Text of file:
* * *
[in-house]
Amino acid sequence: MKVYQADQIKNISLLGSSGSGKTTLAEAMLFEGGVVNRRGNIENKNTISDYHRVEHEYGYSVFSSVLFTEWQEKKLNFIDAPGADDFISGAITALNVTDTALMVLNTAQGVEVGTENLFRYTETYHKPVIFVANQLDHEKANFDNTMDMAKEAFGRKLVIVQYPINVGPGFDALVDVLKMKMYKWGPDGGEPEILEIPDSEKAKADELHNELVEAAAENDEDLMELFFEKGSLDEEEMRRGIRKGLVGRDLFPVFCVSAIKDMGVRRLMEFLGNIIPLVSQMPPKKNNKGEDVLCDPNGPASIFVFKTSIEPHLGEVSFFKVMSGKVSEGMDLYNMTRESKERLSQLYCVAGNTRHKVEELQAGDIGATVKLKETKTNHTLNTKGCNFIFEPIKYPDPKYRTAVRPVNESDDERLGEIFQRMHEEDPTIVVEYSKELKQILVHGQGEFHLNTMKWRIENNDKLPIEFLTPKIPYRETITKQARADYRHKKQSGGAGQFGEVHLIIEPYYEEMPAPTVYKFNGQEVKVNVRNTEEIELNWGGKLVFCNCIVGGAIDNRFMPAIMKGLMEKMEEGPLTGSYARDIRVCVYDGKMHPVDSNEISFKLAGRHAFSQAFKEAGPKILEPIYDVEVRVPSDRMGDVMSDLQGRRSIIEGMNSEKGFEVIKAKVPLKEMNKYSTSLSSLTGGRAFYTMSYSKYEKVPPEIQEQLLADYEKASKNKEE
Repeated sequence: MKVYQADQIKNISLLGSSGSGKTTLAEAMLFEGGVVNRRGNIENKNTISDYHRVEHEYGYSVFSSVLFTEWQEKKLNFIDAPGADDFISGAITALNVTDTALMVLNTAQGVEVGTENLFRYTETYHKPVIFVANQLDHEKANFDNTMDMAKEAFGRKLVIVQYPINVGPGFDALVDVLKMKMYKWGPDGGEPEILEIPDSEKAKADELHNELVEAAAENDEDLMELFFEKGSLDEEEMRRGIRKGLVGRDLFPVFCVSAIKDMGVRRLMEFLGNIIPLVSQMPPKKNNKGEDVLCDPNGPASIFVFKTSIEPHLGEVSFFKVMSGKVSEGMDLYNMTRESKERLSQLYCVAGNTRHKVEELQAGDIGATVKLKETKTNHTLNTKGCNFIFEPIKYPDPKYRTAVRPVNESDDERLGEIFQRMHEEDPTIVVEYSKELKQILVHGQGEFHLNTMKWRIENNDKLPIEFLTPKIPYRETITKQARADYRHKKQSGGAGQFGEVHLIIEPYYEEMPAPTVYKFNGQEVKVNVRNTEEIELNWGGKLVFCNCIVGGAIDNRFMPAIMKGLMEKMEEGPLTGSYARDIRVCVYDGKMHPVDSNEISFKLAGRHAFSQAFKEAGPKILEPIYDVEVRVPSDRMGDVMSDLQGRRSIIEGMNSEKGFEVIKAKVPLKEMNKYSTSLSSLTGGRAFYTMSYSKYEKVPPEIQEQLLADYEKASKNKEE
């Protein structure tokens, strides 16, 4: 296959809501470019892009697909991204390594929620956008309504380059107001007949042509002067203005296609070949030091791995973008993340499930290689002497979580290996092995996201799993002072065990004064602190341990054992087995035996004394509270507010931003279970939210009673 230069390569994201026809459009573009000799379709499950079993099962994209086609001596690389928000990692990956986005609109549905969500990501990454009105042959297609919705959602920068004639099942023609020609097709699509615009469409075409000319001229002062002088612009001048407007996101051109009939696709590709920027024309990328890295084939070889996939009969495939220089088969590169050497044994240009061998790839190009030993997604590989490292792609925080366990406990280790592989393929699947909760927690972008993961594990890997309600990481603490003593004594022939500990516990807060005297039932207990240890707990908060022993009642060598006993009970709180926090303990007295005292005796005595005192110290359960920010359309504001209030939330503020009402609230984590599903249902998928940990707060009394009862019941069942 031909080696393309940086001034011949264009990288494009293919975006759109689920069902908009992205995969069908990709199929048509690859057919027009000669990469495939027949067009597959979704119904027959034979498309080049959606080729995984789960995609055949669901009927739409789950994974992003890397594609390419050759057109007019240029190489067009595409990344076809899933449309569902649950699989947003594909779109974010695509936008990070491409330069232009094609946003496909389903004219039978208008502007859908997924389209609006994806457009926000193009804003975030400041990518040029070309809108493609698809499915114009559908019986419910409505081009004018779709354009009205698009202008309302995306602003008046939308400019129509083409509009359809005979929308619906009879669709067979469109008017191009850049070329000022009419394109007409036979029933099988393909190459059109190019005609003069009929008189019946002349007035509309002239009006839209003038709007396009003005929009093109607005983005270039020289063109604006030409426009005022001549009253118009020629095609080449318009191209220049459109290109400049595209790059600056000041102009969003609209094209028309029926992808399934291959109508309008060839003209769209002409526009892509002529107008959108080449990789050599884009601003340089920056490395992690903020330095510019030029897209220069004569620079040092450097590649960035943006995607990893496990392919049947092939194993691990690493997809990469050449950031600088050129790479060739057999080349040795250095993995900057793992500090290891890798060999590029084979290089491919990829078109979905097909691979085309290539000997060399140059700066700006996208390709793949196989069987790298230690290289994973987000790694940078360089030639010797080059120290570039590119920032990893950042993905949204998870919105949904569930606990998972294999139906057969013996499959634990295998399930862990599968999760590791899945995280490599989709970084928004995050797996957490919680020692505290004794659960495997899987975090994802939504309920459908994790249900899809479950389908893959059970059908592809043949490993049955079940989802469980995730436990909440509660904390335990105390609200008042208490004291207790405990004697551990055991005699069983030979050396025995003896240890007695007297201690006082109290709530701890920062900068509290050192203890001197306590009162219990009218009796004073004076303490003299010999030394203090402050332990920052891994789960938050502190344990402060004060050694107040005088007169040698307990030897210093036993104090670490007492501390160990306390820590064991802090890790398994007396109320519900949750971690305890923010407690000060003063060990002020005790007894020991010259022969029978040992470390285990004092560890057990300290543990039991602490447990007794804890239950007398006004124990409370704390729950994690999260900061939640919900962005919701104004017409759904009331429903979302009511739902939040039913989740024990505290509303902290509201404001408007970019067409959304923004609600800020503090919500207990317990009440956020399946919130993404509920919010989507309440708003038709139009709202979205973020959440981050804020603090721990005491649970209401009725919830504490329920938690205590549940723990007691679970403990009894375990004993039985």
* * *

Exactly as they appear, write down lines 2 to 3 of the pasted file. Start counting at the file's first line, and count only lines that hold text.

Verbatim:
Amino acid sequence: MKVYQADQIKNISLLGSSGSGKTTLAEAMLFEGGVVNRRGNIENKNTISDYHRVEHEYGYSVFSSVLFTEWQEKKLNFIDAPGADDFISGAITALNVTDTALMVLNTAQGVEVGTENLFRYTETYHKPVIFVANQLDHEKANFDNTMDMAKEAFGRKLVIVQYPINVGPGFDALVDVLKMKMYKWGPDGGEPEILEIPDSEKAKADELHNELVEAAAENDEDLMELFFEKGSLDEEEMRRGIRKGLVGRDLFPVFCVSAIKDMGVRRLMEFLGNIIPLVSQMPPKKNNKGEDVLCDPNGPASIFVFKTSIEPHLGEVSFFKVMSGKVSEGMDLYNMTRESKERLSQLYCVAGNTRHKVEELQAGDIGATVKLKETKTNHTLNTKGCNFIFEPIKYPDPKYRTAVRPVNESDDERLGEIFQRMHEEDPTIVVEYSKELKQILVHGQGEFHLNTMKWRIENNDKLPIEFLTPKIPYRETITKQARADYRHKKQSGGAGQFGEVHLIIEPYYEEMPAPTVYKFNGQEVKVNVRNTEEIELNWGGKLVFCNCIVGGAIDNRFMPAIMKGLMEKMEEGPLTGSYARDIRVCVYDGKMHPVDSNEISFKLAGRHAFSQAFKEAGPKILEPIYDVEVRVPSDRMGDVMSDLQGRRSIIEGMNSEKGFEVIKAKVPLKEMNKYSTSLSSLTGGRAFYTMSYSKYEKVPPEIQEQLLADYEKASKNKEE
Repeated sequence: MKVYQADQIKNISLLGSSGSGKTTLAEAMLFEGGVVNRRGNIENKNTISDYHRVEHEYGYSVFSSVLFTEWQEKKLNFIDAPGADDFISGAITALNVTDTALMVLNTAQGVEVGTENLFRYTETYHKPVIFVANQLDHEKANFDNTMDMAKEAFGRKLVIVQYPINVGPGFDALVDVLKMKMYKWGPDGGEPEILEIPDSEKAKADELHNELVEAAAENDEDLMELFFEKGSLDEEEMRRGIRKGLVGRDLFPVFCVSAIKDMGVRRLMEFLGNIIPLVSQMPPKKNNKGEDVLCDPNGPASIFVFKTSIEPHLGEVSFFKVMSGKVSEGMDLYNMTRESKERLSQLYCVAGNTRHKVEELQAGDIGATVKLKETKTNHTLNTKGCNFIFEPIKYPDPKYRTAVRPVNESDDERLGEIFQRMHEEDPTIVVEYSKELKQILVHGQGEFHLNTMKWRIENNDKLPIEFLTPKIPYRETITKQARADYRHKKQSGGAGQFGEVHLIIEPYYEEMPAPTVYKFNGQEVKVNVRNTEEIELNWGGKLVFCNCIVGGAIDNRFMPAIMKGLMEKMEEGPLTGSYARDIRVCVYDGKMHPVDSNEISFKLAGRHAFSQAFKEAGPKILEPIYDVEVRVPSDRMGDVMSDLQGRRSIIEGMNSEKGFEVIKAKVPLKEMNKYSTSLSSLTGGRAFYTMSYSKYEKVPPEIQEQLLADYEKASKNKEE